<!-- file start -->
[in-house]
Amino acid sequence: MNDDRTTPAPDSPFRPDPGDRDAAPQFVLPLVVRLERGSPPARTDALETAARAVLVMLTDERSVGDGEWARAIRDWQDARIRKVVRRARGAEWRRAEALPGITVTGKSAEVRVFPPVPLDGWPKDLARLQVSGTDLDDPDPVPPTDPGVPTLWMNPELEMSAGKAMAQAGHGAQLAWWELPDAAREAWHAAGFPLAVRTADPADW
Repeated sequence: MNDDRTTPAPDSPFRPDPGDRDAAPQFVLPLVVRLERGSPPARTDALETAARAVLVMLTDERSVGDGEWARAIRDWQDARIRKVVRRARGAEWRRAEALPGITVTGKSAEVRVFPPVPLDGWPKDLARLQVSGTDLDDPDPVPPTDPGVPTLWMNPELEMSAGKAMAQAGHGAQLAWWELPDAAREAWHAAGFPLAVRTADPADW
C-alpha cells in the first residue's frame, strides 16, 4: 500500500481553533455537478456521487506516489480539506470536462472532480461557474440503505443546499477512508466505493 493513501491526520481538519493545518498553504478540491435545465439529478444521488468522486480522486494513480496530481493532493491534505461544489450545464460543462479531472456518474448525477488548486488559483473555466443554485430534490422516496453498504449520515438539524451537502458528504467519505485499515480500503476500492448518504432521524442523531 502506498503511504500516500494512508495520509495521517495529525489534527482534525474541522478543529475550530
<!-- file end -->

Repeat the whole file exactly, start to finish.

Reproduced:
[in-house]
Amino acid sequence: MNDDRTTPAPDSPFRPDPGDRDAAPQFVLPLVVRLERGSPPARTDALETAARAVLVMLTDERSVGDGEWARAIRDWQDARIRKVVRRARGAEWRRAEALPGITVTGKSAEVRVFPPVPLDGWPKDLARLQVSGTDLDDPDPVPPTDPGVPTLWMNPELEMSAGKAMAQAGHGAQLAWWELPDAAREAWHAAGFPLAVRTADPADW
Repeated sequence: MNDDRTTPAPDSPFRPDPGDRDAAPQFVLPLVVRLERGSPPARTDALETAARAVLVMLTDERSVGDGEWARAIRDWQDARIRKVVRRARGAEWRRAEALPGITVTGKSAEVRVFPPVPLDGWPKDLARLQVSGTDLDDPDPVPPTDPGVPTLWMNPELEMSAGKAMAQAGHGAQLAWWELPDAAREAWHAAGFPLAVRTADPADW
C-alpha cells in the first residue's frame, strides 16, 4: 500500500481553533455537478456521487506516489480539506470536462472532480461557474440503505443546499477512508466505493 493513501491526520481538519493545518498553504478540491435545465439529478444521488468522486480522486494513480496530481493532493491534505461544489450545464460543462479531472456518474448525477488548486488559483473555466443554485430534490422516496453498504449520515438539524451537502458528504467519505485499515480500503476500492448518504432521524442523531 502506498503511504500516500494512508495520509495521517495529525489534527482534525474541522478543529475550530